The gelatinolytic activity of rat uterus collagenase. | Academic Article individual record
abstract

The collagenase produced by rat uterine cells in culture has been examined for its ability to degrade denatured collagen. Acting as a gelatinase, rat uterus collagenase was able to successfully degrade the denatured chains of collagen types I through V. In addition, the enzyme produced multiple cleavages in these chains and displayed values for Km of 4-5 microM, compared to values of 1-2 microM when native collagen was used as substrate. Furthermore, rat uterus collagenase degraded the alpha 2 chain of denatured type I collagen at a significantly faster rate than the alpha 1 chain, as previously observed for human skin fibroblast collagenase. In contrast to the action of human skin collagenase, however, the rat uterus enzyme was found to be a markedly better gelatinase than a collagenase, degrading the alpha chains of denatured type I guinea pig skin collagen at rates some 7-15-fold greater than native collagen. Human skin collagenase degrades the same denatured chains at rates ranging from 13-44% of its rate on native collagen. Rat uterus collagenase, then, is approximately 50 times better a gelatinase than is human skin collagenase. In addition to its ability to cleave denatured collagen chains at greater rates than native collagen, the rat uterus collagenase also attacked a wider spectrum of peptide bonds in gelatin than does human skin collagenase. In addition to cleaving the Gly-Leu and Gly-Ile bonds characteristic of its action on native collagen, rat uterus collagenase readily catalyzed the cleavage of Gly-Phe bonds in gelatin. The rat enzyme was also capable of cleaving Gly-Ala and Gly-Val bonds, although these bonds were somewhat less preferred by the enzyme. The cleavage of peptide bonds other than Gly-Leu and Gly-Ile appears to be a property of the collagenase itself and not a contaminating protease. Thus, it appears that the collagenase responsible for the degradation of collagen during the massive involution of the uterus might also act as a gelatinase to further degrade the initial products of collagenolysis to small peptides suitable for further metabolism.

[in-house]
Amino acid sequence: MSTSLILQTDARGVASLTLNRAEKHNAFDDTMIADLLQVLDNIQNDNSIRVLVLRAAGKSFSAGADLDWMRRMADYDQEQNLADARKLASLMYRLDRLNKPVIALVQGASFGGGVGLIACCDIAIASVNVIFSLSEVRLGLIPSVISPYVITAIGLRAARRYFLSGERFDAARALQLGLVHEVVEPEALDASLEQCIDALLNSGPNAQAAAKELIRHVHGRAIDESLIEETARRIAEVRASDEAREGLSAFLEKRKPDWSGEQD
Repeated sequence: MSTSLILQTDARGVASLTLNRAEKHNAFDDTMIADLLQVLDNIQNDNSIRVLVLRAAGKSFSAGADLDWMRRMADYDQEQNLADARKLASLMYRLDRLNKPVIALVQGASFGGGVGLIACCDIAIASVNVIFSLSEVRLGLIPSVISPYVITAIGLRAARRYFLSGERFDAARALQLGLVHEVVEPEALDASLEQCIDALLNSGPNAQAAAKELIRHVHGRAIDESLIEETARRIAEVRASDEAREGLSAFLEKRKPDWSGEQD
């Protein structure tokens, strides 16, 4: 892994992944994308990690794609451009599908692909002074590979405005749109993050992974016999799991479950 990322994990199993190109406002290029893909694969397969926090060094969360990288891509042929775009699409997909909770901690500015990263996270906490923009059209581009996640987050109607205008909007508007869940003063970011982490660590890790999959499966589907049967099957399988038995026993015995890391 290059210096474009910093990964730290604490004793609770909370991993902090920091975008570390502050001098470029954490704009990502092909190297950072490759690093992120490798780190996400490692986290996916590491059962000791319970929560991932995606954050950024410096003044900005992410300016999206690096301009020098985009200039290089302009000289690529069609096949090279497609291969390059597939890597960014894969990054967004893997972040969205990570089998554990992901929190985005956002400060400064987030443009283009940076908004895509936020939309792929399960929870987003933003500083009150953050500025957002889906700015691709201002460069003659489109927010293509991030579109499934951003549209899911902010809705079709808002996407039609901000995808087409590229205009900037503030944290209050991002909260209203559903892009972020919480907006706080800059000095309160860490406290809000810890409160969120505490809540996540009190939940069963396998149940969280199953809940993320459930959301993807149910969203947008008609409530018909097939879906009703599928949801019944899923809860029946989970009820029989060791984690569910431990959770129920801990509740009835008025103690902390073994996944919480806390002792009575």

author list (cited authors)
Welgus, H. G., Grant, G. A., Sacchettini, J. C., Roswit, W. T., & Jeffrey, J. J.
publication date
1985
keywords
  • Humans
  • Animals
  • Protein Denaturation
  • Uterus
  • Kinetics
  • Female
  • Guinea Pigs
  • Gelatin
  • Skin
  • Rats
  • Microbial Collagenase
  • Amino Acid Sequence
citation count

30